If you read nothing else on this topic in 2014, Kim-Mai Cutler’s essay is the one to curl up with. The smartness will make your brain so much bigger you may need to buy new hats.
On the cultural side of the ledger, left-leaning San Francisco journalist (and former Bernal neighbor) Gary Kamiya just published a refreshing perspective on San Francisco’s current circumstances, and the phenomenon he calls The Change:
The Change is an unconquerable force of nature, like death. And much of the reaction to it recalls the first three stages of Elisabeth Kübler-Ross’s five stages of grieving: a combination of denial, anger, and bargaining. If we yell and rage loudly enough, if we find someone to blame, if we replace reason with hyperbole— [Leftist writer Rebecca] Solnit memorably compared newly arrived techies to ivory collectors in China—then somehow the city we know will come back. This reaction is not surprising. Cities are always dying—their phenomenology is harsh, irrevocable, tragic. The building or business that you saw yesterday, that was an old friend for decades, today is gone forever. Enormous changes are never easy to deal with, and it’s human nature to want to fight back, to assert control. So it’s understandable that many progressive San Franciscans, people whose values and vision I share, are kicking and screaming and spray-stenciling sidewalks as they watch their city turning into something they don’t recognize.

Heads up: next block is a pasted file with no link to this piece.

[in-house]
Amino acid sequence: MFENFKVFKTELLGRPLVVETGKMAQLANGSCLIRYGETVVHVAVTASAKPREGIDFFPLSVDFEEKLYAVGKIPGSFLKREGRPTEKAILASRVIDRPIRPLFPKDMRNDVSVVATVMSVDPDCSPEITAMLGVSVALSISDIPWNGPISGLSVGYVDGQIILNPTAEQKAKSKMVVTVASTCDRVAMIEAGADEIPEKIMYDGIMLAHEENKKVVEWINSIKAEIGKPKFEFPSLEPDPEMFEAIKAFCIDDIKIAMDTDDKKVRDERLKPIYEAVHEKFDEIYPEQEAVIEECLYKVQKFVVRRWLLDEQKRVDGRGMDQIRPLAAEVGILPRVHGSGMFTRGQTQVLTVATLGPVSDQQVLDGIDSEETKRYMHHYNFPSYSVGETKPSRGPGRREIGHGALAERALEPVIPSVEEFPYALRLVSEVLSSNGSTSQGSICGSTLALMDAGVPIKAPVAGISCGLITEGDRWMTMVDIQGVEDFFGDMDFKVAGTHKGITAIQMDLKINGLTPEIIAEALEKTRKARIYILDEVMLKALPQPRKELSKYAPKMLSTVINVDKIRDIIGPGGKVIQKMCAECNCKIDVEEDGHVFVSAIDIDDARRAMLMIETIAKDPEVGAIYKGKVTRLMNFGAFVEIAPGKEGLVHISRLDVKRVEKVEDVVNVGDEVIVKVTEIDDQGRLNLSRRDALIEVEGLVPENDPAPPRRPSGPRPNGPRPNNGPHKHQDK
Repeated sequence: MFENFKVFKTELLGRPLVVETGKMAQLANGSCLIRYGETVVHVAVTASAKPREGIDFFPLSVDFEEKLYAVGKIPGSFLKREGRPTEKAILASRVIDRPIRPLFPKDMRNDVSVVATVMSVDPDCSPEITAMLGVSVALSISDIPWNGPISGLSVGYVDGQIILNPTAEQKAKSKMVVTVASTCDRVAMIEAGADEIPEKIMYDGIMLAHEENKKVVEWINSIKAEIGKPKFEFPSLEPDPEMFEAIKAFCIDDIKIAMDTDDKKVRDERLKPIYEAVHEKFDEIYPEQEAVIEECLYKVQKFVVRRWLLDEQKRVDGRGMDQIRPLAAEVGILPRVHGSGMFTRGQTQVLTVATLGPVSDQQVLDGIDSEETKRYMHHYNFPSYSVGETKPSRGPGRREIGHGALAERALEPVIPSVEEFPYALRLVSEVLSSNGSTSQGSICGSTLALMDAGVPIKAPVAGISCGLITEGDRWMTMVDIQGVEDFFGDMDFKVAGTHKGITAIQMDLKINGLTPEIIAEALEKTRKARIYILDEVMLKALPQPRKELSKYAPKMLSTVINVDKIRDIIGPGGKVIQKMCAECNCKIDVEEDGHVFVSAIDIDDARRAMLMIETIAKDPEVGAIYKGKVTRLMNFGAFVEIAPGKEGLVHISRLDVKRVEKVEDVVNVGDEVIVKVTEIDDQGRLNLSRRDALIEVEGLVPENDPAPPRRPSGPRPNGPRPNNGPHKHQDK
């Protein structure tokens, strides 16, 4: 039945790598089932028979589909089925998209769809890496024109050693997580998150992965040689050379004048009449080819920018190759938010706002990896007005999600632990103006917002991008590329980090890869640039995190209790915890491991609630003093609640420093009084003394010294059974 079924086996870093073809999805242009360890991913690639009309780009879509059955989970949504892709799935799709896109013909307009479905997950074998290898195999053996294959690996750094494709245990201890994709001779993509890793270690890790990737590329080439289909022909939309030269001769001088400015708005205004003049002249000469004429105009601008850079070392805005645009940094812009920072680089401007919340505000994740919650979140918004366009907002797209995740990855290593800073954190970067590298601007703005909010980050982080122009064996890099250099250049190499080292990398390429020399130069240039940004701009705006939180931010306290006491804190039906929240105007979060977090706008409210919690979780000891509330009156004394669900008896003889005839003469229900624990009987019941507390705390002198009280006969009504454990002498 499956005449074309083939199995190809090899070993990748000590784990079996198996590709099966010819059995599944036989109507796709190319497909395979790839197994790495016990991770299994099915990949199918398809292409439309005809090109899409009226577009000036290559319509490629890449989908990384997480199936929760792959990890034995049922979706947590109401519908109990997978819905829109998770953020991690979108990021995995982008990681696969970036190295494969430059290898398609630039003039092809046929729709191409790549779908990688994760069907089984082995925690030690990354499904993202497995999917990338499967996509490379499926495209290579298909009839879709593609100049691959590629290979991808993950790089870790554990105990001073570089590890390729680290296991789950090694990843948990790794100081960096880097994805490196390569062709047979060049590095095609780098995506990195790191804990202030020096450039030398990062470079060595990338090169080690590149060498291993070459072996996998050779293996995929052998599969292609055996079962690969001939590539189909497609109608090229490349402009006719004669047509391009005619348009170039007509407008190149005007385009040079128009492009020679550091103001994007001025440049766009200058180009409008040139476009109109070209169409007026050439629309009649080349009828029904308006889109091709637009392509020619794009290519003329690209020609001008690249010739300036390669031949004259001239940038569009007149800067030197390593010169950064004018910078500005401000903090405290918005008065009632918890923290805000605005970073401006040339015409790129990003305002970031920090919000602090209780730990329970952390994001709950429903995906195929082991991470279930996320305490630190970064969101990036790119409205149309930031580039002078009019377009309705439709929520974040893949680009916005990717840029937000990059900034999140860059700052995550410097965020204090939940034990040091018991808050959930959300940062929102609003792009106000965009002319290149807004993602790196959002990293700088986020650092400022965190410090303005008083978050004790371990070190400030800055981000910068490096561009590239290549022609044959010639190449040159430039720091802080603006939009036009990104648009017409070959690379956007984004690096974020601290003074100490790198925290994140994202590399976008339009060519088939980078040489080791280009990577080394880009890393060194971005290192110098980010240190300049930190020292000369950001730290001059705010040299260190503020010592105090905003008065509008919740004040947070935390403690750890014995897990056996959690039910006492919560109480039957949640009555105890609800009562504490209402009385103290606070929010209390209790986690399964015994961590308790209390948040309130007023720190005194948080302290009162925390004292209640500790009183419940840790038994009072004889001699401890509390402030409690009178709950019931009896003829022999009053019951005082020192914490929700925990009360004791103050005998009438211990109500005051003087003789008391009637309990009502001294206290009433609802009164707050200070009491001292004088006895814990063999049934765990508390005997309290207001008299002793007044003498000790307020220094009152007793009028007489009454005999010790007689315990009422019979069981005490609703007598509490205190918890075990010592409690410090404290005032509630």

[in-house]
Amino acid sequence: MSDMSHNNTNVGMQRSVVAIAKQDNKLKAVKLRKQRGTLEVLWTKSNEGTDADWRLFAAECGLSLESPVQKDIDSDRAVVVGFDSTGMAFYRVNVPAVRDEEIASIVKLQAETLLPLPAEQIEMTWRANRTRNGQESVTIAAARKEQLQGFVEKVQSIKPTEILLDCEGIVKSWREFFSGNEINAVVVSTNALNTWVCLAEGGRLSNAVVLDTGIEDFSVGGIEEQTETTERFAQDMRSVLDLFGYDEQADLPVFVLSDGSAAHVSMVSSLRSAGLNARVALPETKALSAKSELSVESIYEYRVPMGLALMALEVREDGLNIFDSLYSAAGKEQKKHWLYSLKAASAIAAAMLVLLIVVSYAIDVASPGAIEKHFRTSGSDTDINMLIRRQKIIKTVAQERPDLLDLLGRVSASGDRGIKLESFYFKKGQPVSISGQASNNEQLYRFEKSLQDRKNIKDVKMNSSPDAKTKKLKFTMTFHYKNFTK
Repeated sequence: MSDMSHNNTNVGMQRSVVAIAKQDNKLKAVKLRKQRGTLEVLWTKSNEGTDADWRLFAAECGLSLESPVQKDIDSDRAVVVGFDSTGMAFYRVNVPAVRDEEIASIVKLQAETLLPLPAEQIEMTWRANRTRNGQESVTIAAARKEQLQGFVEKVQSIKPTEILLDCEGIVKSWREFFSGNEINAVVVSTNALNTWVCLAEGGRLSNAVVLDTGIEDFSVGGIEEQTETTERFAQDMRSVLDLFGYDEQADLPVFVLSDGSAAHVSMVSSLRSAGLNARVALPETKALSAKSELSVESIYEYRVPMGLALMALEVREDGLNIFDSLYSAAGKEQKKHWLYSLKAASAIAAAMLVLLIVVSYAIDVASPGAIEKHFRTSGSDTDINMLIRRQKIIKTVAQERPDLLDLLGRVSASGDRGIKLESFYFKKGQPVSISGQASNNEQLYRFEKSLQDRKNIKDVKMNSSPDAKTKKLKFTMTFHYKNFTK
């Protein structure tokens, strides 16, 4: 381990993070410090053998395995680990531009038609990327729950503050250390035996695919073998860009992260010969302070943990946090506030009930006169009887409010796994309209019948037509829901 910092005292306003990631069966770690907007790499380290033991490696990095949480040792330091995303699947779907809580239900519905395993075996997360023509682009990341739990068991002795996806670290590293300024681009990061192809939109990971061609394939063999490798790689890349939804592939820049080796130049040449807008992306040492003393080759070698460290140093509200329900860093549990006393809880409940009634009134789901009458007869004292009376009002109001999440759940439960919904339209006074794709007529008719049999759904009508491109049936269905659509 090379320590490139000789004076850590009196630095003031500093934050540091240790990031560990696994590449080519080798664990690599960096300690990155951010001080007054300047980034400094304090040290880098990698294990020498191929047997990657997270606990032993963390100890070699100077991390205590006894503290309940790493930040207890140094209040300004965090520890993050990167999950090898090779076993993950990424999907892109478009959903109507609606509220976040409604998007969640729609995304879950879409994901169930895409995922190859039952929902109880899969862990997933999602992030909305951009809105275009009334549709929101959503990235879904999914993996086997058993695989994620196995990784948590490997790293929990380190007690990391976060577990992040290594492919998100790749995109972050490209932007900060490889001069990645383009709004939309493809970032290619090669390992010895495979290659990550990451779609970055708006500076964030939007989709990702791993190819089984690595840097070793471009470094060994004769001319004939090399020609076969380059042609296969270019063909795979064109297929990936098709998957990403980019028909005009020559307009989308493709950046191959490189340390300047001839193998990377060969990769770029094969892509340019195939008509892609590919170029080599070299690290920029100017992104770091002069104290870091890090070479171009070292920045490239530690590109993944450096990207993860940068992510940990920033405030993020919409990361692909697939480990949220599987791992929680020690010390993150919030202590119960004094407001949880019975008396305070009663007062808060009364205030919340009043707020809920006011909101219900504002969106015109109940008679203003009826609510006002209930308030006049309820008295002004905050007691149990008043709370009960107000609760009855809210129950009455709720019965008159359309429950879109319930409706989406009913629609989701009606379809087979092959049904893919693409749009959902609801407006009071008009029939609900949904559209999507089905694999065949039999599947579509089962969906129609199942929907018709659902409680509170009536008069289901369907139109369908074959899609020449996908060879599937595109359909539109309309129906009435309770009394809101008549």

But cities are also always being reborn. And as I wander through our new city, I find myself open to it. I’m not convinced that it is really going to become a soulless simulacrum of Manhattan (or worse, Atherton). I’m curious to know what San Francisco in 2025 or 2050 will look and feel like. I’m interested in the young people who are pouring in. When I wander through Dolores Park on a hot Saturday afternoon and watch the throngs hanging out, talking, drinking wine, smoking weed, and listening to music, I don’t examine them suspiciously, trying to figure out which ones are the bad techies and which ones are the good baristas (except for the people playing that inane toss-the-beanbag game—they gotta go). As I walk through Nob Hill or the Mission or mid-Market and see the fancy single-family homes or the sleek high-rise apartments that are sprouting up here and there, I don’t inwardly groan (except with real estate envy). Mostly, I view them with equanimity, as if they’re seedlings growing in the forest.
For even if it were possible to keep San Francisco exactly the way it is—and it isn’t—why would anyone want to? Any such attempt would be antithetical to the very things that I value most about the city: its youth, its vigor, its ability to reinvent itself. Responding to the Change by calling for a culture war—as several leading voices of the left have done—is a recipe for personal bitterness and public divisiveness. Ultimately, it transforms tragedy, which is painful yet fruitful, into politics, which is painful and fruitless.
The intelligence and perspective Kamiya provides will have you thinking for days.
Happy reading, and have a great weekend.
PHOTO: Telstar Logistics